Wednesday, July 6, 2011

Cluckin' and Walkin' in July

Okay as regards "Cluck, Cluck" - I am close, so very, very close to being done that I refuse to post a "progress" picture.  Instead, I promise, I vow, I affirm, I swear, that tomorrow it will be done and I will have photographic documentation to prove it!  Stay tuned!  

Wow - it's Wednesday already...let's take a walk.

This is Yellow Glandweed (Parentucellia viscosa).  It is an non-native (some consider it a noxious weed) that grows in low elevations in damp areas.  I thought it was pretty! 

Late June / early July encapsulates the life-cycle of a Cow's Parsnip (Heracleum maximum) blossom...from vibrant white, to a pale cascade, to fat green, then brittle green/brown seed pods.

I was struck by the bright green foliage (new growth) of the Oregon Grape (Mahonia aquifolium).

Ah thistles...this is a large group of Canada Thistle (Cirsium arvense).  It grows in open areas on "disturbed soils".  On our property it is newly logged areas - a weed yes, but also the primary late summer food of the Gold Finches.  They certainly are pretty perched amongst the thistles pulling out seeds.  

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The Big Leaf Maples have already produced their seeds for this fall.  As kids we called them "whirly-gigs".  So many different kinds of birds eat the seeds - grosbeaks, pine siskins, sapsuckers, woodpeckers, nuthatches, song sparrows, finches, and quail - it is amazing that any seeds live to become trees.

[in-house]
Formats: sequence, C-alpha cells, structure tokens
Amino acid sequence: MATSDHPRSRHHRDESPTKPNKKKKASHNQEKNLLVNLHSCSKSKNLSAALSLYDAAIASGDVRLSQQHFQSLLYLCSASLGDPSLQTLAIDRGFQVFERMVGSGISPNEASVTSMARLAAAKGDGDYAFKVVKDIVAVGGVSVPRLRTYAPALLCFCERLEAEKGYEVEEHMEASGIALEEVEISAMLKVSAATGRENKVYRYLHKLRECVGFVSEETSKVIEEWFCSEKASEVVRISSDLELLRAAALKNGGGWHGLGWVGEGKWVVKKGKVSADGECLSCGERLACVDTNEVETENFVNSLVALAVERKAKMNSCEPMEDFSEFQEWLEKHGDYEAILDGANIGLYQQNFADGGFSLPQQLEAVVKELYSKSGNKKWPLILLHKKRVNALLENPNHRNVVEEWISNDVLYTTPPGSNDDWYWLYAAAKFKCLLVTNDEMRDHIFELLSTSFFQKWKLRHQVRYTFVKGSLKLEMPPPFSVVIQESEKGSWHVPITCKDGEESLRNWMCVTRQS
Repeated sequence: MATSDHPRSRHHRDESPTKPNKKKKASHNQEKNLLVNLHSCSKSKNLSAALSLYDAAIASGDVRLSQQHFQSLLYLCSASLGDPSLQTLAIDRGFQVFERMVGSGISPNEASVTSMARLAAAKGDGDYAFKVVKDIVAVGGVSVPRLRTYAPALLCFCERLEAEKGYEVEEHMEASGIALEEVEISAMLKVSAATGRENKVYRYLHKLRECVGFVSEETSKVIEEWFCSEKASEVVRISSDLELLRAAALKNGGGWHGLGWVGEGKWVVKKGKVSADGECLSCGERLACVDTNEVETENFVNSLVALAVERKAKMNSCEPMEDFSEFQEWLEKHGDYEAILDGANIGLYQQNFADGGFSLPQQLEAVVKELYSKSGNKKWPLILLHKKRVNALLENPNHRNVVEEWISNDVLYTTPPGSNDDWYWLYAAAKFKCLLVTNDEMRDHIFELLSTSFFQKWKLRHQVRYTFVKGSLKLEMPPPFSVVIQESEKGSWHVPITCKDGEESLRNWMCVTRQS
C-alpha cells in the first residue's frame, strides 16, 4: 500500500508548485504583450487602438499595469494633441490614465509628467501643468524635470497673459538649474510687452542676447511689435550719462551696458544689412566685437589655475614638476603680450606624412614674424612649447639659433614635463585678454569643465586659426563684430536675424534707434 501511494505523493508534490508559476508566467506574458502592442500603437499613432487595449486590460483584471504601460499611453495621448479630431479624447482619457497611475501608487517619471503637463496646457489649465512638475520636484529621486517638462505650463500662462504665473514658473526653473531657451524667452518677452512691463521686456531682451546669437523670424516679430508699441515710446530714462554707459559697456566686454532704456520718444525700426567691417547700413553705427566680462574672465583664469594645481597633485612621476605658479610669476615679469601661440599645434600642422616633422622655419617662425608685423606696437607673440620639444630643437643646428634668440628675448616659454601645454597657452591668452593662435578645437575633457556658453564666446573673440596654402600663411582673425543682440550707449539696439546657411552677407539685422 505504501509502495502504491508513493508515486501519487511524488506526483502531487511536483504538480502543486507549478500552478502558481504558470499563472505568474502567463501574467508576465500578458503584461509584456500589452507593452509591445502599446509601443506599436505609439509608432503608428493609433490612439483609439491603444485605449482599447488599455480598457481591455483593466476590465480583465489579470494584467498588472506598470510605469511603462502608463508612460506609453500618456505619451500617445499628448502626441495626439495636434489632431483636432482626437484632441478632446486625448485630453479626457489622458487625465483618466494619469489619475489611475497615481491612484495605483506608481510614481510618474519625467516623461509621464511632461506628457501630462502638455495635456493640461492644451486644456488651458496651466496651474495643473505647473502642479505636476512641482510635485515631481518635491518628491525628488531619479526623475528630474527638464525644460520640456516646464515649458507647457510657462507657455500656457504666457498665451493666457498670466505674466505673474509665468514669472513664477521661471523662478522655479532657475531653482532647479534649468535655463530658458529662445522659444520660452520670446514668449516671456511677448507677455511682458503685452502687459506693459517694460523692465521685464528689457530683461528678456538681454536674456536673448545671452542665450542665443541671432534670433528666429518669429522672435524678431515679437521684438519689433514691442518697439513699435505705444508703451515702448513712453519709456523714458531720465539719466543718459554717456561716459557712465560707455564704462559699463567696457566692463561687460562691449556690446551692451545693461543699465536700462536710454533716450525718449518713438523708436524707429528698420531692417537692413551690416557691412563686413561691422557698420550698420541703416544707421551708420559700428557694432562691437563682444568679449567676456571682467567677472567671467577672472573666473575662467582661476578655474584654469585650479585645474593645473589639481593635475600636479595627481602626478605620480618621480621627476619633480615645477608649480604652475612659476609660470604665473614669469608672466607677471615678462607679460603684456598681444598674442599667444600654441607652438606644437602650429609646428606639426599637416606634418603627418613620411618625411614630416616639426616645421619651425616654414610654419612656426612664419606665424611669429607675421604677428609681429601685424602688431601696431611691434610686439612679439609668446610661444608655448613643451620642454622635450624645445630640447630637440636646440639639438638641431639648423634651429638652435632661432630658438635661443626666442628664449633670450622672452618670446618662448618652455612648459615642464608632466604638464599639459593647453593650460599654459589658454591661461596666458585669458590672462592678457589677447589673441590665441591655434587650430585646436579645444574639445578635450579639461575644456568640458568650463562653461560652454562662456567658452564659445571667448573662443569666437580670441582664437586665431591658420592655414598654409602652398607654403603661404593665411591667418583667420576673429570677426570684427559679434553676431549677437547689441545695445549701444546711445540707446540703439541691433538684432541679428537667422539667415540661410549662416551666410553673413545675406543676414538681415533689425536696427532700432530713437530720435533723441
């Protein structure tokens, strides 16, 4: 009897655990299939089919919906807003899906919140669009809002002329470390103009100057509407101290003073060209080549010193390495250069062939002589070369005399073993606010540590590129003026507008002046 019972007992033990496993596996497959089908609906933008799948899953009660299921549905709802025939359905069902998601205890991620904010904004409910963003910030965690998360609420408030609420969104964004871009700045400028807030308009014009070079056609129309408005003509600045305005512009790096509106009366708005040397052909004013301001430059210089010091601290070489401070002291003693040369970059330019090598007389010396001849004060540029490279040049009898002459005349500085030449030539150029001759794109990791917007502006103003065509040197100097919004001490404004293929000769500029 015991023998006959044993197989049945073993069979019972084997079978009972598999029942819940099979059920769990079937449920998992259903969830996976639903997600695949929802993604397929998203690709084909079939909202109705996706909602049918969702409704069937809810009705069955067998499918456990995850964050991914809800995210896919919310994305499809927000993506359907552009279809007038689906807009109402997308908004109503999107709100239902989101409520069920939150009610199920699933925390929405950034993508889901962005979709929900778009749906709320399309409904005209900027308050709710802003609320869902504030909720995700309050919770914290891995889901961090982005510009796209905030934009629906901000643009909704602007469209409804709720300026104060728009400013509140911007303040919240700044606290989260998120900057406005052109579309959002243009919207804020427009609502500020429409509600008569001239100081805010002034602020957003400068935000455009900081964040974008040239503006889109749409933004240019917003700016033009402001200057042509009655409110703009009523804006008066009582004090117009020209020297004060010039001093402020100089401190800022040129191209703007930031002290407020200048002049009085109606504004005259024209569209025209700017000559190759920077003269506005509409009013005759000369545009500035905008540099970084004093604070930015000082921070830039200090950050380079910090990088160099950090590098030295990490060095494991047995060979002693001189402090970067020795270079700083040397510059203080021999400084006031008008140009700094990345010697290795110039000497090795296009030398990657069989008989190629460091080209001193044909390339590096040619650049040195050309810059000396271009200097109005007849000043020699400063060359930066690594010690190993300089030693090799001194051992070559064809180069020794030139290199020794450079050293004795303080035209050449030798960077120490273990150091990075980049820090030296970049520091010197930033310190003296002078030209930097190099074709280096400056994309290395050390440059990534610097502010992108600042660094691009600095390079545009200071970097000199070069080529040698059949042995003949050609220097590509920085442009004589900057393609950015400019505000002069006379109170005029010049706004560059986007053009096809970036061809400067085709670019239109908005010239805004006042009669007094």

Thimbleberry (Rubus parviflorus) is a very low growing shrub common along coastal areas.  We have lots growing on our property.  The red berries, which occur at the end of summer, are like soft raspberries.

This time of year the blossoms are lovely and the green of the leaves a treat!

The wild geraniums, Robert Geranium (Geranium robertianum) have about finished up.  This European native grows in shaded sites.

While the Nootka Roses (Rosa Nutkana) are still beginning.  They are late, late, late this year.  It is usual to be enjoying them in July.

That concludes our walk for today - I hope you are able to find sometime to enjoy being outside.

4 comments:

Ann at Beadlework. said...

Taking a walk with you has made me realise what lovely names plants, flowers and shrubs have.

Nancy said...

Lovely walk as usual!!

Linda said...

What a wonderful walk...thanks for taking me along!

robert55 said...

Your Geranium molle is actually Geranium robertianum.
Linaria vulgaris is also a misidentification.
You might try Parentucellia viscosa instead, but I am only almost sure about the correct ID.